Page:Federalist, Dawson edition, 1863.djvu/534

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390
The Fœderalist.

improbability of such a mercenary and perfidious combination of the several members of Government, standing on as different foundations as republican principles will well admit, and at the same time accountable to the society over which they are placed, ought alone to quiet this apprehension. But fortunately, the Constitution has provided a still further safeguard. The members of the Congress are rendered ineligible to any civil offices, that may be created, or of which the emoluments may be increased, during the term of their election. No offices therefore can be dealt out to the existing members, but such as may become vacant by ordinary casualties: and to suppose that these would be sufficient to purchase the guardians of the People, selected by the People themselves, is to renounce every rule by which events ought to be calculated, and to substitute an indiscriminate and unbounded jealousy, with which all reasoning must be vain. The sincere friends of liberty, who give themselves up to the extravagancies of this passion, are not aware of the injury they do their own cause. As there is a degree of depravity in mankind, which requires a certain degree of circumspection and distrust; so there are other qualities in human nature, which justify a certain portion of esteem and confidence. Republican Government presupposes the existence of these qualities in a higher degree than any other form. Were the pictures which have been drawn by the political jealousy of some among us, faithful likenesses of the human character, the inference would be, that there is not sufficient virtue among men for self-government; and that nothing less than the chains of despotism can restrain them from destroying and devouring one another.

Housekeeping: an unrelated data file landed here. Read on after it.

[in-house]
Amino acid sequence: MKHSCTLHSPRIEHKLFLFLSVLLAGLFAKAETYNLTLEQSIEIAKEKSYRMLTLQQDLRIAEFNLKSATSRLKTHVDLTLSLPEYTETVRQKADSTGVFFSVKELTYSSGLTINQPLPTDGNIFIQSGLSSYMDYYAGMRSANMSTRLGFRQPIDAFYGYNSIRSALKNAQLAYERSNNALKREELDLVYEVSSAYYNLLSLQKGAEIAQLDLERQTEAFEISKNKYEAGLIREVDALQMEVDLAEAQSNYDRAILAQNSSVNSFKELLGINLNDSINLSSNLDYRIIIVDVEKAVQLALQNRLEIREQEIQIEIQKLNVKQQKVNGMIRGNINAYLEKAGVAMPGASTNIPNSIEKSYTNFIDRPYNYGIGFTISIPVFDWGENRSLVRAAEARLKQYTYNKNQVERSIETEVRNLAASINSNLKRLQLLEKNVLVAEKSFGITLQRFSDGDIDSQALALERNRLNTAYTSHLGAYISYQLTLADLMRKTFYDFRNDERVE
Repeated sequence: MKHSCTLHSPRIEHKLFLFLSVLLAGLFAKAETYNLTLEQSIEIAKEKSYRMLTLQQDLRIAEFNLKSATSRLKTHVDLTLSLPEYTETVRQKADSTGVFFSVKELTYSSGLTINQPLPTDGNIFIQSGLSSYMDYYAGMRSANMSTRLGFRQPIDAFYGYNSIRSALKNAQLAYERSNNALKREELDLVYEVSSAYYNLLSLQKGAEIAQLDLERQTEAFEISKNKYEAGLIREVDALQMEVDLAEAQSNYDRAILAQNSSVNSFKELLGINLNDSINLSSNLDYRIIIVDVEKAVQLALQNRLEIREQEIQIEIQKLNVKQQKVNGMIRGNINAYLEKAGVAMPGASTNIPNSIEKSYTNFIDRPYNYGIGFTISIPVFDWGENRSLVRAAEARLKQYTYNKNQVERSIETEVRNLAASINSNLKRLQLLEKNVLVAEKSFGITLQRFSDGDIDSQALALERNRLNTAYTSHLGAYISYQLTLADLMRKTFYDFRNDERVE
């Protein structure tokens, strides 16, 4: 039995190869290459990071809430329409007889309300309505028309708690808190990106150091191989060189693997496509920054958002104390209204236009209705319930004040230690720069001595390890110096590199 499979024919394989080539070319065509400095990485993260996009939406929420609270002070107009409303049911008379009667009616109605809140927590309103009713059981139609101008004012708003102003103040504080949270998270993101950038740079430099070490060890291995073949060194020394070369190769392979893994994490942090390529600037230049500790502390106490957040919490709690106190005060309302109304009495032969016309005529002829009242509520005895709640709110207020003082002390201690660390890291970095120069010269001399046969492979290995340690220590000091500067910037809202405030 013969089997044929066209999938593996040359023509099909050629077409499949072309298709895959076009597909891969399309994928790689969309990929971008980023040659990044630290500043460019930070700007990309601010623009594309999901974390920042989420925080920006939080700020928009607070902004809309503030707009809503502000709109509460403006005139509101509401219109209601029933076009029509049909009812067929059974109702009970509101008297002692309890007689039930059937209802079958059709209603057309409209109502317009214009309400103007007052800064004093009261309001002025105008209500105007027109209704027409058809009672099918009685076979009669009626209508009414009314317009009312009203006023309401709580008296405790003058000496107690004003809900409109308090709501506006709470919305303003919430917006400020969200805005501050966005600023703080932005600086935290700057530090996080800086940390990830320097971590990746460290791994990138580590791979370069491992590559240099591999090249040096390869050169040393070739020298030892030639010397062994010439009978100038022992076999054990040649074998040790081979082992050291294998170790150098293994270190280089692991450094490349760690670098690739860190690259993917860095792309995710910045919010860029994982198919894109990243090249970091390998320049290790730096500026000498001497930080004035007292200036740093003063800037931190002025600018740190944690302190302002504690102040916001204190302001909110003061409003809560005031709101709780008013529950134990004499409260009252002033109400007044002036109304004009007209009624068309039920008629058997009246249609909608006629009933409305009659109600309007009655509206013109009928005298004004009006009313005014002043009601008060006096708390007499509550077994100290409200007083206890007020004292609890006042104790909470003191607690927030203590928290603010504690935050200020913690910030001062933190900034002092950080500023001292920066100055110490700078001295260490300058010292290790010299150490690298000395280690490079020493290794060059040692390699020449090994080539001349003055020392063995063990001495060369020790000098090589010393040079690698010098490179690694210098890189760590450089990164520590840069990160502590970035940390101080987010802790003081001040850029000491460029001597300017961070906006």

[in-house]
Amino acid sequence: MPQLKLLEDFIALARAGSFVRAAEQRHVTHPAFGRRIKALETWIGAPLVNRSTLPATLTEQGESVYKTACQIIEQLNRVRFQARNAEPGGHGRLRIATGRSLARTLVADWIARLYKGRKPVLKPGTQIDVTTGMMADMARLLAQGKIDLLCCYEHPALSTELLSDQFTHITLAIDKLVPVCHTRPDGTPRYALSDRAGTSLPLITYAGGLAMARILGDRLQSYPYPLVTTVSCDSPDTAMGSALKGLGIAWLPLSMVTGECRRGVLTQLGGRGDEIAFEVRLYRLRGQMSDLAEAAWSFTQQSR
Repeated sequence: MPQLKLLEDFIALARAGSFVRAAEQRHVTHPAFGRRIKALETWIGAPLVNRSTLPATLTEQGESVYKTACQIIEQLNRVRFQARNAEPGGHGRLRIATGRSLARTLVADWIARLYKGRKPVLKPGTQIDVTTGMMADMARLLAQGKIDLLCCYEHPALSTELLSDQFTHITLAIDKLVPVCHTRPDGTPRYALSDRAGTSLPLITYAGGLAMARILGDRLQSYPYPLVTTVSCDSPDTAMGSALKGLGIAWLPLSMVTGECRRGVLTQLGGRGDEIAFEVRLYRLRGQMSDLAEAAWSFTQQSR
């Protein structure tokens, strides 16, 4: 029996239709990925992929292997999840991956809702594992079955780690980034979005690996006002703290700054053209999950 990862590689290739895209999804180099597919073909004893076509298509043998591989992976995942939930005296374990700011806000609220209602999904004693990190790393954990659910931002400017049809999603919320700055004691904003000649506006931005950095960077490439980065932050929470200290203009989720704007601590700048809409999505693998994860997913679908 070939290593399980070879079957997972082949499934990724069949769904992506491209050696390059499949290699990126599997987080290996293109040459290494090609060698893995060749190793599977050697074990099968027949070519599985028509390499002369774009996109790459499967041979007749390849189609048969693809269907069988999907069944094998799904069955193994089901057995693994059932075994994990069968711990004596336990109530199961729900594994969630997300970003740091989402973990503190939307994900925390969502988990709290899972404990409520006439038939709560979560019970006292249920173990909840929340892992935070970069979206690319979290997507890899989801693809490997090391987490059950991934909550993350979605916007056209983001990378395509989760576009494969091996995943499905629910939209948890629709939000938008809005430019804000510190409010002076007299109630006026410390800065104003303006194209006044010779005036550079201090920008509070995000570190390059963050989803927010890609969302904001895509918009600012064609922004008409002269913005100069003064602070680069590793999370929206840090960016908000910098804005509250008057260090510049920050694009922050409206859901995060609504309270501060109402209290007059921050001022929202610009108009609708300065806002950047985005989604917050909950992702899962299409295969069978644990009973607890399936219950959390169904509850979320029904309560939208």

PUBLIUS.